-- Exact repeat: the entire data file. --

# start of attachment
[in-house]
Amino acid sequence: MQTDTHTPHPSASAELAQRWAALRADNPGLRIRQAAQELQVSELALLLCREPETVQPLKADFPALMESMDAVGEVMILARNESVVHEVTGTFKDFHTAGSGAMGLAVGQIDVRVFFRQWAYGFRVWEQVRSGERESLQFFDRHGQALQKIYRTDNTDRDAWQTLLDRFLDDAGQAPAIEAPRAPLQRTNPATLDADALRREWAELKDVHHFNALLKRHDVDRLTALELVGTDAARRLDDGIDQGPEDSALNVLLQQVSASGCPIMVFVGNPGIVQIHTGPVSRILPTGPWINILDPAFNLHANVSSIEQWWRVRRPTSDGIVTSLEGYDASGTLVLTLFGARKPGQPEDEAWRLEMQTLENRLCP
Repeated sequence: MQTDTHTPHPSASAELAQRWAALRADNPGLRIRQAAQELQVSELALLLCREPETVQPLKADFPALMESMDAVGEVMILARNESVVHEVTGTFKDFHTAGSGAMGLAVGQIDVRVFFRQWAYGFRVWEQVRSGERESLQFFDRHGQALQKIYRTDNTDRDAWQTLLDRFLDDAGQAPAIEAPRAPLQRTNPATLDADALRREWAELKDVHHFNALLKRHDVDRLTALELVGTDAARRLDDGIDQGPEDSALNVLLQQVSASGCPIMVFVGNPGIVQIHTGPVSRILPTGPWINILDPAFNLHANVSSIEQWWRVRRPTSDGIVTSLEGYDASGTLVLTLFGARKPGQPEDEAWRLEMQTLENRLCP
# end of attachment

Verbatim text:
[in-house]
Amino acid sequence: MQTDTHTPHPSASAELAQRWAALRADNPGLRIRQAAQELQVSELALLLCREPETVQPLKADFPALMESMDAVGEVMILARNESVVHEVTGTFKDFHTAGSGAMGLAVGQIDVRVFFRQWAYGFRVWEQVRSGERESLQFFDRHGQALQKIYRTDNTDRDAWQTLLDRFLDDAGQAPAIEAPRAPLQRTNPATLDADALRREWAELKDVHHFNALLKRHDVDRLTALELVGTDAARRLDDGIDQGPEDSALNVLLQQVSASGCPIMVFVGNPGIVQIHTGPVSRILPTGPWINILDPAFNLHANVSSIEQWWRVRRPTSDGIVTSLEGYDASGTLVLTLFGARKPGQPEDEAWRLEMQTLENRLCP
Repeated sequence: MQTDTHTPHPSASAELAQRWAALRADNPGLRIRQAAQELQVSELALLLCREPETVQPLKADFPALMESMDAVGEVMILARNESVVHEVTGTFKDFHTAGSGAMGLAVGQIDVRVFFRQWAYGFRVWEQVRSGERESLQFFDRHGQALQKIYRTDNTDRDAWQTLLDRFLDDAGQAPAIEAPRAPLQRTNPATLDADALRREWAELKDVHHFNALLKRHDVDRLTALELVGTDAARRLDDGIDQGPEDSALNVLLQQVSASGCPIMVFVGNPGIVQIHTGPVSRILPTGPWINILDPAFNLHANVSSIEQWWRVRRPTSDGIVTSLEGYDASGTLVLTLFGARKPGQPEDEAWRLEMQTLENRLCP